Measurement of multi-wall carbon nanotube penetration through a screen filter and single-fiber analysis

Jing Wang, Seong Chan Kim, David Y.H. Pui

Research output: Contribution to journalArticlepeer-review

33 Scopus citations


In this study, we carried out experiments to study penetration of airborne carbon nanotubes (CNTs) through a screen filter. An electrospray system was employed to aerosolize suspensions of multi-wall CNTs. The generated airborne CNTs were characterized by electron microscopy, and the length and diameter were measured. In the filtration experiments, the challenging CNTs are classified by a differential mobility analyzer. Monodisperse CNTs with the same electrical mobility were then employed to challenge the screen filter. Penetration was measured for CNTs in the range of 100-400 nm mobility diameters. The results showed that the CNT penetration was less than the penetration for a sphere with the same mobility diameter, which was mainly due to the larger interception length of the CNTs. We compared the modeling results using single-fiber filtration efficiency theories with the experimental data, and found that the effective interception length can be approximated by the CNT aerodynamic diameter multiplying a scaling factor. A hypothesis is proposed to understand the observation.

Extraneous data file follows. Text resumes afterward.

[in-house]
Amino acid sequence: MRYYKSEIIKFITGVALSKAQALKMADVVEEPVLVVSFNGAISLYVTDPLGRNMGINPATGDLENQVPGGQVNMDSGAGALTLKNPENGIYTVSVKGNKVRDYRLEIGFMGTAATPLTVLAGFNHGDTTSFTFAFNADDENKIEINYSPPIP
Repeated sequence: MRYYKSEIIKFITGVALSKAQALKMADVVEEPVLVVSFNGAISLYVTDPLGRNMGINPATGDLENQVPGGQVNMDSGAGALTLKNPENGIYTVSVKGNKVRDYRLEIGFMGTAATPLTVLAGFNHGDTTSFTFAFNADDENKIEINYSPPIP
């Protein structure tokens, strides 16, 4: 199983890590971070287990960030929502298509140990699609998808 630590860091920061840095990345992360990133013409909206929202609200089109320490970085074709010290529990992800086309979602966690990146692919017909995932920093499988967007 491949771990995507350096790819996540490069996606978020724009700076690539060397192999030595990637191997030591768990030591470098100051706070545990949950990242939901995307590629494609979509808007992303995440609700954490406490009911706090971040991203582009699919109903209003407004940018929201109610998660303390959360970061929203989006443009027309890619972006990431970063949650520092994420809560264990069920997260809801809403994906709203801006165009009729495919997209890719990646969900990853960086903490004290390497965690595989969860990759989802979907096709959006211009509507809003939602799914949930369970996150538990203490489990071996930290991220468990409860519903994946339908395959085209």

Original languageEnglish (US)
Pages (from-to)4565-4573
Number of pages9
JournalJournal of Nanoparticle Research
Issue number10
StatePublished - Oct 2011

Bibliographical note

Funding Information:
Acknowledgments This study was partially supported by the NSF grant (Award ID: 1056479) on ‘‘Real Time Measurement of Agglomerated or Aggregated Airborne Nanoparticles Released from a Manufacturing Process and Their Transport Characteristics’’. The authors would like to thank the support of the members of the Center for Filtration Research: 3M Corporation, Boeing Company, Cummins Filtration Inc., Donaldson Company Inc., Entegris Inc, Hollingsworth & Vose Company, Samsung Semiconductor Inc., Shigematsu Works CO., LTD, TSI Inc., W. L. Gore & Associates, and the affiliate member National Institute for Occupational Safety and Health (NIOSH).


  • Control technology
  • Emission controls
  • Environmental and health implications
  • Filtration
  • Pollution control equipment


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